Second, you should avoid using man-linked terms, which are terms such as “fireman” or “policemen.” It is appropriate to use these terms when you know that the people you are speaking about are men only, but if you do not know for sure or if you’re talking about groups generally, you should avoid using these types of terms and replace them with “firefighters” and “police officers.” Colleges and universities should replace “freshman” with “first- year students” and so should you. Other, non job- oriented words also suffer from this same problem. People often note that tables need to be “manned” rather than “staffed” and that items are “man- made” instead of “human made” or “handmade.”
A final common use of sexist language occurs when people use spotlighting when discussing the occupations of men and women. How often have you heard (or used) a phrase such as “he’s a male nurse” or “that female lawyer?” When we spotlight in these ways, we are pointing out that a person is deviating from the “norm” and implying that someone’s sex is relevant to a particular job. According to Peccei (2003), in the English language there is a very strong tendency to “place the adjective expressing the most ‘defining’ characteristic closest to the noun.” If you talk about a “male nurse” or a “female cop,” you risk communicating to the audience that you believe the most salient aspect of a particular job is the sex of the person that does it, and some audience members may not appreciate that assumption on your part.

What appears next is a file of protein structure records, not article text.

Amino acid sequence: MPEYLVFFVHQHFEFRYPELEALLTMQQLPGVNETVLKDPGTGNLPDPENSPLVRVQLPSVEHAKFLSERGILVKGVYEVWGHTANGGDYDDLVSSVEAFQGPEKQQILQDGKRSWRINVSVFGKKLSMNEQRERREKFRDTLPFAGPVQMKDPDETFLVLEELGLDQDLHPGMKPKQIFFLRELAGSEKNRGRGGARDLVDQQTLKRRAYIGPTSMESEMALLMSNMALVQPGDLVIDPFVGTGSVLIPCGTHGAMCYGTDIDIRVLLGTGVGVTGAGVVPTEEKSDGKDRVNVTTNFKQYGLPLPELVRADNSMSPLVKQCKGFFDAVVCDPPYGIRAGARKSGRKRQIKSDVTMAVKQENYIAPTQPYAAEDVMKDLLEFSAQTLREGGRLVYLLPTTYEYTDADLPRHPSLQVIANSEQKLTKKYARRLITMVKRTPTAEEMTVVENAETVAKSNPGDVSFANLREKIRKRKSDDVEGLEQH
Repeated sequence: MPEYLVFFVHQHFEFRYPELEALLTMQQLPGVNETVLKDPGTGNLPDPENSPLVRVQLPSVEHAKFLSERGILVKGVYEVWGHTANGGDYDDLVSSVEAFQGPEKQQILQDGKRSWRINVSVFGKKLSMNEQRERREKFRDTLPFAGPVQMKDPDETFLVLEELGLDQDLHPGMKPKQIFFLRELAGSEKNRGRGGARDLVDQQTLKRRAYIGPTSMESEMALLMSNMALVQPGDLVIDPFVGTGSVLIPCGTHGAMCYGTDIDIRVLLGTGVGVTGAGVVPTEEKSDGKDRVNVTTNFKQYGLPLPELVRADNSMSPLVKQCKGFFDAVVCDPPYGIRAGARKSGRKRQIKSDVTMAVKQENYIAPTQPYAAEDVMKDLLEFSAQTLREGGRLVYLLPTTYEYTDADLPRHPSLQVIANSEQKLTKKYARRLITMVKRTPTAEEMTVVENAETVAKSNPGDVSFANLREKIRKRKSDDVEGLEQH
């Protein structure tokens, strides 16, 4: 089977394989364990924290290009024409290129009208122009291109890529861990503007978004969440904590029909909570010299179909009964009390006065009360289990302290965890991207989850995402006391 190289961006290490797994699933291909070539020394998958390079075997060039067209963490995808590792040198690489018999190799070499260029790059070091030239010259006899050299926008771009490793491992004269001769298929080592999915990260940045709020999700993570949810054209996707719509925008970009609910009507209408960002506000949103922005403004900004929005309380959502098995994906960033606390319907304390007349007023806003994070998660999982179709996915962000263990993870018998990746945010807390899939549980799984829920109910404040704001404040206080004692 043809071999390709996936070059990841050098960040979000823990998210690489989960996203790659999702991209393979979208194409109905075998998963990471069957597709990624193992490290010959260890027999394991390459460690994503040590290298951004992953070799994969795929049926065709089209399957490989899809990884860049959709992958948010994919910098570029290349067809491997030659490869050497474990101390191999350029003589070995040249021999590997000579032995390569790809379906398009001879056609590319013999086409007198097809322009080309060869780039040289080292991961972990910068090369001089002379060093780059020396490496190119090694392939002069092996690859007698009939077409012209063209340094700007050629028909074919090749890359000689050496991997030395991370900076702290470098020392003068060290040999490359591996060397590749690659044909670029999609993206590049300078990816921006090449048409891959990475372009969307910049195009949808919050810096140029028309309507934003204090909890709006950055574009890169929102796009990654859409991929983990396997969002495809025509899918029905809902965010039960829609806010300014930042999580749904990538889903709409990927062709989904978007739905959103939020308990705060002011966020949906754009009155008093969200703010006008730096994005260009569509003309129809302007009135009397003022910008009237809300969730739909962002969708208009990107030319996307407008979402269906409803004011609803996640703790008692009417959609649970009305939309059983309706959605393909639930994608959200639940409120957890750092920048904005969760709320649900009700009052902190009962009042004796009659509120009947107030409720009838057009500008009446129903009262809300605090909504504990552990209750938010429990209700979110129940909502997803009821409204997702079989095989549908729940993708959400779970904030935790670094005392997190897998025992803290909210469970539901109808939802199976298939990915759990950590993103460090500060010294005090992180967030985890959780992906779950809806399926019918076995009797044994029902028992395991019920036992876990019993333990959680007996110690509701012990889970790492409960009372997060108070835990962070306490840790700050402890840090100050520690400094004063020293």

The use of sexist language is not just grammatically incorrect; its use is also linked to ethics because it communicates a reality that does not exist—it is not accurate. Man- linked language communicates male superiority and that there are more men than women because women are regularly erased linguistically in speech and writing. Man- linked terms and spotlighting communicate that some job activities are appropriate for men but not women and vice versa by putting focus on the sex of a person as linked to their job or activity. Finally, the use of the generic “he” or “man” communicates that men are the norm and women deviate from that norm. If all humans are called “man,” what does that say about women? Sexist language can also limit what young males and females believe that they can accomplish in their lives. Ethical speakers should therefore avoid using language that communicates these sexist practices.
Heterosexist language is language that assumes the heterosexual orientation of a person or group of people. Be careful when speaking not to use words or phrases that assume the sexual orientation of your audience members. Do not make the mistake of pointing to someone in your audience as an example and discussing that person with the assumption that she is heterosexual by saying something like, “Let’s say this woman here is having trouble with her husband.” When thinking of examples to use, consider using names that could ring true for heterosexuals and homosexuals alike. Instead of talking about Pat and Martha, discuss an issue involving Pat and Chris. Not only will you avoid language that assumes everyone’s partner is of the opposite sex, you will also better your chances of persuading using your example. There are, of course, ethical considerations as well. Because it is likely that your entire audience is not heterosexual (and certainly they do not all hold heterosexist attitudes), using heterosexist language is another way that speakers may alienate audience members. In reality the world is not completely heterosexual and even in the unlikely case that you’re speaking in a room of consisting completely of heterosexuals, many people have friends or relatives that are homosexual, so the use of heterosexist language to construct the world as if this were not the case runs counter to ethical communication.